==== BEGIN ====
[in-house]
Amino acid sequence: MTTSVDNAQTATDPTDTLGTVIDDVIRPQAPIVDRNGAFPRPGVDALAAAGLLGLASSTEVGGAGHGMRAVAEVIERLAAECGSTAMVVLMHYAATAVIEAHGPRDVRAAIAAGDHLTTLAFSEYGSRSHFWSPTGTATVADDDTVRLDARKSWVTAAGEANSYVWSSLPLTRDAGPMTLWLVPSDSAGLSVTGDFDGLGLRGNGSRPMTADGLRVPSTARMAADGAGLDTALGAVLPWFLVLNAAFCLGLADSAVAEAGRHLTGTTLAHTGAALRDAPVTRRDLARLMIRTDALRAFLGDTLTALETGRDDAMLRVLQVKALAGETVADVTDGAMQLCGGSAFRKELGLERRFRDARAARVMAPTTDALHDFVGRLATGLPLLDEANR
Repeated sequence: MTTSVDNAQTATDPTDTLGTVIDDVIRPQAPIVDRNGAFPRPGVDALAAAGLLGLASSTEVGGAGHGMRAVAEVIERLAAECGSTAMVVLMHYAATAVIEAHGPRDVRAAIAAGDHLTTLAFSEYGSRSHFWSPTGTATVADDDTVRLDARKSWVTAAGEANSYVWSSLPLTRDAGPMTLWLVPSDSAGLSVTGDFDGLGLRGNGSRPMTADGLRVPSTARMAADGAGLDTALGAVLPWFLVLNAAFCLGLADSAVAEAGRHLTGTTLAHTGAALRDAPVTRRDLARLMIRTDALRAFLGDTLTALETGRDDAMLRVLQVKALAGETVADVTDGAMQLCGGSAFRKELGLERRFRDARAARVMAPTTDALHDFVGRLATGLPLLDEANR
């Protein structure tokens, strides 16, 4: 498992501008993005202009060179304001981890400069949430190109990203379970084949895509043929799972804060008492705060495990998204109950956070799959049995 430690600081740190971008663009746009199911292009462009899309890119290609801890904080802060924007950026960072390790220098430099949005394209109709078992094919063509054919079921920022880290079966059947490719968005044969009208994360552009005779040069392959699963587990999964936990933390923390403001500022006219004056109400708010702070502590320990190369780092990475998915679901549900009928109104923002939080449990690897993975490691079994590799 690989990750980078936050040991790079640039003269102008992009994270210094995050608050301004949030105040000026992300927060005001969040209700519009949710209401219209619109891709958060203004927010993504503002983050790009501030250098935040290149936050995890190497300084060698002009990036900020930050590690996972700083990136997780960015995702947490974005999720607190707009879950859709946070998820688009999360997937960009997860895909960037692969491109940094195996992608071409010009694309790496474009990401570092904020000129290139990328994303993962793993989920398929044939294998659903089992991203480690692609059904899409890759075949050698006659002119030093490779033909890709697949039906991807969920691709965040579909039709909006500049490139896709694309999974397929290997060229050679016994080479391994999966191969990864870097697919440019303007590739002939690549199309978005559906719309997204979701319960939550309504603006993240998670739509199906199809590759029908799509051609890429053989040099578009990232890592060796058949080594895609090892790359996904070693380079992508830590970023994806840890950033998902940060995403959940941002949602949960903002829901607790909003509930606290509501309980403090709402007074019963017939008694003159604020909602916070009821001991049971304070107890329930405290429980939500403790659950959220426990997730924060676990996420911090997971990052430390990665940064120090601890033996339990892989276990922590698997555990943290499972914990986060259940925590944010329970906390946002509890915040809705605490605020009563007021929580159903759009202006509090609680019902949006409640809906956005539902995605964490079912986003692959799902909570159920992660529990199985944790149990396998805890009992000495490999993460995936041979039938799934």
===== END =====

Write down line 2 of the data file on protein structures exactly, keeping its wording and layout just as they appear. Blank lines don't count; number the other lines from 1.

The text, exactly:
Amino acid sequence: MTTSVDNAQTATDPTDTLGTVIDDVIRPQAPIVDRNGAFPRPGVDALAAAGLLGLASSTEVGGAGHGMRAVAEVIERLAAECGSTAMVVLMHYAATAVIEAHGPRDVRAAIAAGDHLTTLAFSEYGSRSHFWSPTGTATVADDDTVRLDARKSWVTAAGEANSYVWSSLPLTRDAGPMTLWLVPSDSAGLSVTGDFDGLGLRGNGSRPMTADGLRVPSTARMAADGAGLDTALGAVLPWFLVLNAAFCLGLADSAVAEAGRHLTGTTLAHTGAALRDAPVTRRDLARLMIRTDALRAFLGDTLTALETGRDDAMLRVLQVKALAGETVADVTDGAMQLCGGSAFRKELGLERRFRDARAARVMAPTTDALHDFVGRLATGLPLLDEANR